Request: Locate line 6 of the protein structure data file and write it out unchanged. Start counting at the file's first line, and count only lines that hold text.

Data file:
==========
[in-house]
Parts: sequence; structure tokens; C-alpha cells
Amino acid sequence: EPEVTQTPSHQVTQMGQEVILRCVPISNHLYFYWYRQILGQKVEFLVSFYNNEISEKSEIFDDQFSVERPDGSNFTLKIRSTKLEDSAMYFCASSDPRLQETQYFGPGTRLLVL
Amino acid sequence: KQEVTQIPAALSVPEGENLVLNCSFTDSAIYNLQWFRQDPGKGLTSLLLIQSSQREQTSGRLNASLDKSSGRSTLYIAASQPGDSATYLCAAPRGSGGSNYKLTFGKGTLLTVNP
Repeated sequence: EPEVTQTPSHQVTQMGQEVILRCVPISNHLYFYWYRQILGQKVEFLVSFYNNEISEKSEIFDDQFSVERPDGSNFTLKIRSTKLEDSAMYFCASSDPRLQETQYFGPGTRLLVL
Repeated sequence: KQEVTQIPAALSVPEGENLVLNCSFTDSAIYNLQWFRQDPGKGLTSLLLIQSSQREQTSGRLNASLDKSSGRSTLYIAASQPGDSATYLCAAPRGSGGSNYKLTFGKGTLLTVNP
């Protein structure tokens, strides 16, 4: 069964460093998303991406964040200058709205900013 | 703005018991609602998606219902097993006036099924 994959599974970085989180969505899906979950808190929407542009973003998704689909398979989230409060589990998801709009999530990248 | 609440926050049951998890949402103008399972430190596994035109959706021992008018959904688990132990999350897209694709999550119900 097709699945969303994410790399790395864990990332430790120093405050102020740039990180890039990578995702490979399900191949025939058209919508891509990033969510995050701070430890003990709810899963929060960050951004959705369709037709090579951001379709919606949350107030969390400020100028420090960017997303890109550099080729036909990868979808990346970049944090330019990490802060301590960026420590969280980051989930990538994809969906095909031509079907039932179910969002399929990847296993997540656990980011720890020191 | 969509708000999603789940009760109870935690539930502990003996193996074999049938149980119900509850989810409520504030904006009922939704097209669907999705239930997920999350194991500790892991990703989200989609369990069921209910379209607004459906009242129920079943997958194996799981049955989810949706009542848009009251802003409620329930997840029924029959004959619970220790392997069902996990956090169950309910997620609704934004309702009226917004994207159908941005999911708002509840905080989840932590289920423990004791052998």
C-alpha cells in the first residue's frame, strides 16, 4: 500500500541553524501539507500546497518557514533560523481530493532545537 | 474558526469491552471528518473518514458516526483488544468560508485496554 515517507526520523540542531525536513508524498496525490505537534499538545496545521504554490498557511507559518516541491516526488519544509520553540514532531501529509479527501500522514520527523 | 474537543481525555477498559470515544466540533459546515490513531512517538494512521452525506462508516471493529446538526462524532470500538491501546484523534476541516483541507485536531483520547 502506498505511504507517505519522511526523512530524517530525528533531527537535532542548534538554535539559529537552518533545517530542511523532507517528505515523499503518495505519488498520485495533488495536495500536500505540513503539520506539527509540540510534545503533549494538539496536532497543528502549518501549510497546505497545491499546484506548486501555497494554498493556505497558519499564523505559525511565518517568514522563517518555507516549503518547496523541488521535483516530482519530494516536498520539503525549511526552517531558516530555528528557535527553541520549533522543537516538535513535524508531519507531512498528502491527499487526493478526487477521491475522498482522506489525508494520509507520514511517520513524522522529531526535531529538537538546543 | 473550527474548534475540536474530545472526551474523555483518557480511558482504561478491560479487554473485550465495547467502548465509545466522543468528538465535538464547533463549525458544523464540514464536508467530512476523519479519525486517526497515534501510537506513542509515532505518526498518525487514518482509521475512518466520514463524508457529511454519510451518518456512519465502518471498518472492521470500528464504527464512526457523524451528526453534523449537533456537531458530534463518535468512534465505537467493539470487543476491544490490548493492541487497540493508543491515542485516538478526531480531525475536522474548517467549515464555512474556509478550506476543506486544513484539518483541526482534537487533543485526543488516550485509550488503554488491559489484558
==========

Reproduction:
Repeated sequence: KQEVTQIPAALSVPEGENLVLNCSFTDSAIYNLQWFRQDPGKGLTSLLLIQSSQREQTSGRLNASLDKSSGRSTLYIAASQPGDSATYLCAAPRGSGGSNYKLTFGKGTLLTVNP